Fight, Swear, Loathe; Chapter 14

Releasing the rope as it swung out, Hilde yanked it back and snagged the next chain. If nothing else was to come of this exercise, she was getting really good at this. She pulled the rope towards her, and grabbed the chain, once more setting the hook on the edge of the chute behind her. She settled in, and pulled on the chain, expecting a fair amount of resistance. There was almost none, however, and the chain began to rattle through the pulley in the roof as it came up out of the acid on the other side.

Belynda began hollering, and waving her arms over her head. “STOP STOP STOP WE HAVE THE WRONG END!” she screamed. Cinder perked her ears up, and sat up on her haunches to see what was happening. Just below the surface of the acid pool, connected to the end of the chain that Hilde was pulling up, was a large spherical counter-weight carved out of rock. Belynda let out a sigh of relief that the weight hadn’t gone so far up that the chain in Hilde’s hand didn’t weigh more than it did, and cause it to run all the way up to the ceiling. Getting a hold of it then would be very problematic, but at least it wasn’t as bad as if the chain ran all the way through the pulley and into the acid.

Very gingerly, Hilde let go of the chain, and they watched it swing slowly through the acid as it settled back into place. “Ok,” muttered Hilde, “the third time is a charm.” She retrieved the hook, and began the process all over again, this time aiming for the length attached to the rock weight.

She snagged ahold of it easily, and drew the chain to herself just as she had before. Once the hook was secured, she braced herself, and gave a tug. The slack on the other side began to tighten up, acid dripping from the links as they came up out of the pool. Finally, she encountered serious weight, and took another deep breath before continuing.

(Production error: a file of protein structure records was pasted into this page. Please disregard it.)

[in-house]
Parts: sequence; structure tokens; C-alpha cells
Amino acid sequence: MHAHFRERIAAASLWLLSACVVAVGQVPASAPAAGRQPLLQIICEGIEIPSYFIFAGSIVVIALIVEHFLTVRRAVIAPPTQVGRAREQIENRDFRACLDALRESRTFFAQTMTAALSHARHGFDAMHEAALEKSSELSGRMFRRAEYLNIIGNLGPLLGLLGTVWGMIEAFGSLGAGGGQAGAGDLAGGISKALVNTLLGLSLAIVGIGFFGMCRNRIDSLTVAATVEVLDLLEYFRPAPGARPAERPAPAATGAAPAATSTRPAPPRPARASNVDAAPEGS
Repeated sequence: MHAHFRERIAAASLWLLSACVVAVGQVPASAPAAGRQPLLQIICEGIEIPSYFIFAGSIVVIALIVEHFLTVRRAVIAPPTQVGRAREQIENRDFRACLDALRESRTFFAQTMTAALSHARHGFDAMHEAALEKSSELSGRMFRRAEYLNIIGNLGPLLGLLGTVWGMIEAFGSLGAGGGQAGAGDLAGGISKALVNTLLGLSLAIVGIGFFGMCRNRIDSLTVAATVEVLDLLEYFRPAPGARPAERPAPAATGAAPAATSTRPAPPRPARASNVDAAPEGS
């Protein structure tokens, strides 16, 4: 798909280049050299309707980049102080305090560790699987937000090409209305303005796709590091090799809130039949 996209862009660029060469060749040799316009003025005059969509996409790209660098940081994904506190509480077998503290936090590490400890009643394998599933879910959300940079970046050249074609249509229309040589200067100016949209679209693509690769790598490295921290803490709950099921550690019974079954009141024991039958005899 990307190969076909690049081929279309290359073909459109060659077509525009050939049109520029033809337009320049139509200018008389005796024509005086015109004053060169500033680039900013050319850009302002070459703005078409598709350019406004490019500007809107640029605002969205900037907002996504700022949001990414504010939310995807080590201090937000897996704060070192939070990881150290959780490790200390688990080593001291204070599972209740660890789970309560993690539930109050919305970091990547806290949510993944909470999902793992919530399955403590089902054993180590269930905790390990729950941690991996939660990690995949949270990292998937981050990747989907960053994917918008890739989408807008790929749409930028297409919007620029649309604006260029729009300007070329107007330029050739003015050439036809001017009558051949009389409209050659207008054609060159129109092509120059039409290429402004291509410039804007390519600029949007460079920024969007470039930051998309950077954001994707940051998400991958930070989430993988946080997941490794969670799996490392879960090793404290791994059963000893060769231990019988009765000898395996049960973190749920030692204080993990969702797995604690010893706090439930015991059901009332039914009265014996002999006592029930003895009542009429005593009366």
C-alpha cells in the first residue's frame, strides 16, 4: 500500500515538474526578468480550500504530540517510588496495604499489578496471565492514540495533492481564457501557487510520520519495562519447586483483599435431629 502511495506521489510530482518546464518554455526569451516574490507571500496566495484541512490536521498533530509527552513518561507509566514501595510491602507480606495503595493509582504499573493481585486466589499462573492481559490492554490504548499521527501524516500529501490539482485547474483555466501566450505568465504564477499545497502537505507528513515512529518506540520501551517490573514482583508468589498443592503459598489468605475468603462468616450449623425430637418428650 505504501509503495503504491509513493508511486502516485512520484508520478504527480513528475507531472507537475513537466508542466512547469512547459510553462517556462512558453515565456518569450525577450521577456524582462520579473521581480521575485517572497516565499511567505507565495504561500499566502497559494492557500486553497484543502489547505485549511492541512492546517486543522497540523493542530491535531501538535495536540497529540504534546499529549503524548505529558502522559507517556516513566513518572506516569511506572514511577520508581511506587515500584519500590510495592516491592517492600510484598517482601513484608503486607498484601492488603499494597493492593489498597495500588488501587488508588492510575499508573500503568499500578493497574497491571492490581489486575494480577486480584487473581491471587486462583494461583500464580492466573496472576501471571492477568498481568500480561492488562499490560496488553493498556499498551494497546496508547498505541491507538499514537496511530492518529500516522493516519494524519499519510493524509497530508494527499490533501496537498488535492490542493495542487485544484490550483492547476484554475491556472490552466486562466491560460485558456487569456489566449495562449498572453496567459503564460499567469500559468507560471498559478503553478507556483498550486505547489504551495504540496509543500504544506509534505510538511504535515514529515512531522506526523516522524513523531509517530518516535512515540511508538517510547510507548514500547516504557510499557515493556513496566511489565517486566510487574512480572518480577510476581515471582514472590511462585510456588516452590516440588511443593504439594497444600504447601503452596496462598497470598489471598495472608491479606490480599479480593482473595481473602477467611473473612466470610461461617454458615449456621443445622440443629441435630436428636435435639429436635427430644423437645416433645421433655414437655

Pulling with all of her might, Hilde couldn’t budge the chain. Belynda called for her to wait a second, and cast the incantation that she had tried earlier. Feeling the power of the magic on her, and coursing through her body, Hilde leaned back and heaved as hard as she could. The pulley creaked, but there was a movement far below the acid. A gigantic air bubble popped up in the center of the pool, and it startled everyone. Belynda let out a little gasp, and Hilde pulled for all she was worth. Her own adrenaline was kicking in now, and she snarled as she pulled on the chain, her hands clenched with all of the power of a rampaging ogre. More air bubbles began to gurgle up, and then a small whirlpool began to form in the acid. The pool was beginning to drain.

“Stay at it!” yelled Belynda enthusiastically, jumping up and down as she watched the pool level drop. As the level continued to fall, it was easier for Hilde to pull up on the chain more. She felt her muscles beginning to wane as she heaved again, using every ounce of strength she had. There was a very muffled clunking sound, and the whirlpool became quite large, as all of the acid spun crazily around in a mesmerizing, deadly fashion. The magic began to wear off, and Hilde couldn’t maintain her grip anymore. She loosened her hold, but the chain didn’t pull away from her. She must have opened something far enough to have locked it in place.